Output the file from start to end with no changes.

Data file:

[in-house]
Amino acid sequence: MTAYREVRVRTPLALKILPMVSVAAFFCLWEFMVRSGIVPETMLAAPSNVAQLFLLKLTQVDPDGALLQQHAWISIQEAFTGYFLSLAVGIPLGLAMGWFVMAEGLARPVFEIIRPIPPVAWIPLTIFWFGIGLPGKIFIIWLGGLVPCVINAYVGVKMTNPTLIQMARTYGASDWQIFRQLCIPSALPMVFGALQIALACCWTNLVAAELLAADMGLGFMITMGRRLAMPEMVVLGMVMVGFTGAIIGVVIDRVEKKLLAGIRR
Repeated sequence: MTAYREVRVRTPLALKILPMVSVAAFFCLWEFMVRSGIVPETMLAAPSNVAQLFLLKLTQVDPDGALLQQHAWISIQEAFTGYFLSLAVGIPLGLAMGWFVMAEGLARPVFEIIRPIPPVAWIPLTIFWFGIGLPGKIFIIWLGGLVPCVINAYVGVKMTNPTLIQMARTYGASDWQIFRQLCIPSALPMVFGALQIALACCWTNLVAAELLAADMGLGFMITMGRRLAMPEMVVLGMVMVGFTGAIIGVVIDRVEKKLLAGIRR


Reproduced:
[in-house]
Amino acid sequence: MTAYREVRVRTPLALKILPMVSVAAFFCLWEFMVRSGIVPETMLAAPSNVAQLFLLKLTQVDPDGALLQQHAWISIQEAFTGYFLSLAVGIPLGLAMGWFVMAEGLARPVFEIIRPIPPVAWIPLTIFWFGIGLPGKIFIIWLGGLVPCVINAYVGVKMTNPTLIQMARTYGASDWQIFRQLCIPSALPMVFGALQIALACCWTNLVAAELLAADMGLGFMITMGRRLAMPEMVVLGMVMVGFTGAIIGVVIDRVEKKLLAGIRR
Repeated sequence: MTAYREVRVRTPLALKILPMVSVAAFFCLWEFMVRSGIVPETMLAAPSNVAQLFLLKLTQVDPDGALLQQHAWISIQEAFTGYFLSLAVGIPLGLAMGWFVMAEGLARPVFEIIRPIPPVAWIPLTIFWFGIGLPGKIFIIWLGGLVPCVINAYVGVKMTNPTLIQMARTYGASDWQIFRQLCIPSALPMVFGALQIALACCWTNLVAAELLAADMGLGFMITMGRRLAMPEMVVLGMVMVGFTGAIIGVVIDRVEKKLLAGIRR